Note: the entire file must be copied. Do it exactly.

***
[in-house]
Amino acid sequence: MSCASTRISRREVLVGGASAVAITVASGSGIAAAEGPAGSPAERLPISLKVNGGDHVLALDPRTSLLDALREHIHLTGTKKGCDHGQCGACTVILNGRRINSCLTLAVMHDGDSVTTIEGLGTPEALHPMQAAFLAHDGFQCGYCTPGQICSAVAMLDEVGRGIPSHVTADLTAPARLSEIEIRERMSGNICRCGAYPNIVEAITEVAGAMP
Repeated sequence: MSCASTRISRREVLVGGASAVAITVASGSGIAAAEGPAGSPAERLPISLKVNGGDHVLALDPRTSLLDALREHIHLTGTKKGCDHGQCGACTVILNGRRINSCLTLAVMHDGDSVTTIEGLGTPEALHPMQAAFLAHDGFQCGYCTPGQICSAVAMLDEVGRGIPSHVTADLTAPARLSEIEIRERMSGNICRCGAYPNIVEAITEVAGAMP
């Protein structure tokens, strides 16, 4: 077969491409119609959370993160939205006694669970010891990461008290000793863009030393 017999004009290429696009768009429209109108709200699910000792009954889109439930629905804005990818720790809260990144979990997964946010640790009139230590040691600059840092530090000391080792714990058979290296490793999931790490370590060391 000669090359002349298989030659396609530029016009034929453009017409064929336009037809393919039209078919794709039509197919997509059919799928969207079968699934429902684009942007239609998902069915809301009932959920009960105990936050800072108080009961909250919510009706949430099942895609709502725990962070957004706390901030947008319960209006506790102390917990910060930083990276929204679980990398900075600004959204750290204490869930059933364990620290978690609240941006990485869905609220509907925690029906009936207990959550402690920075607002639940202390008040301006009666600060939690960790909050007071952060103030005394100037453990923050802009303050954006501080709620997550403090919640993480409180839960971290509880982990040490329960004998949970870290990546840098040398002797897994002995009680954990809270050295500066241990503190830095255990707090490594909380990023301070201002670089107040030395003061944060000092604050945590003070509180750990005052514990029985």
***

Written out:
[in-house]
Amino acid sequence: MSCASTRISRREVLVGGASAVAITVASGSGIAAAEGPAGSPAERLPISLKVNGGDHVLALDPRTSLLDALREHIHLTGTKKGCDHGQCGACTVILNGRRINSCLTLAVMHDGDSVTTIEGLGTPEALHPMQAAFLAHDGFQCGYCTPGQICSAVAMLDEVGRGIPSHVTADLTAPARLSEIEIRERMSGNICRCGAYPNIVEAITEVAGAMP
Repeated sequence: MSCASTRISRREVLVGGASAVAITVASGSGIAAAEGPAGSPAERLPISLKVNGGDHVLALDPRTSLLDALREHIHLTGTKKGCDHGQCGACTVILNGRRINSCLTLAVMHDGDSVTTIEGLGTPEALHPMQAAFLAHDGFQCGYCTPGQICSAVAMLDEVGRGIPSHVTADLTAPARLSEIEIRERMSGNICRCGAYPNIVEAITEVAGAMP
């Protein structure tokens, strides 16, 4: 077969491409119609959370993160939205006694669970010891990461008290000793863009030393 017999004009290429696009768009429209109108709200699910000792009954889109439930629905804005990818720790809260990144979990997964946010640790009139230590040691600059840092530090000391080792714990058979290296490793999931790490370590060391 000669090359002349298989030659396609530029016009034929453009017409064929336009037809393919039209078919794709039509197919997509059919799928969207079968699934429902684009942007239609998902069915809301009932959920009960105990936050800072108080009961909250919510009706949430099942895609709502725990962070957004706390901030947008319960209006506790102390917990910060930083990276929204679980990398900075600004959204750290204490869930059933364990620290978690609240941006990485869905609220509907925690029906009936207990959550402690920075607002639940202390008040301006009666600060939690960790909050007071952060103030005394100037453990923050802009303050954006501080709620997550403090919640993480409180839960971290509880982990040490329960004998949970870290990546840098040398002797897994002995009680954990809270050295500066241990503190830095255990707090490594909380990023301070201002670089107040030395003061944060000092604050945590003070509180750990005052514990029985």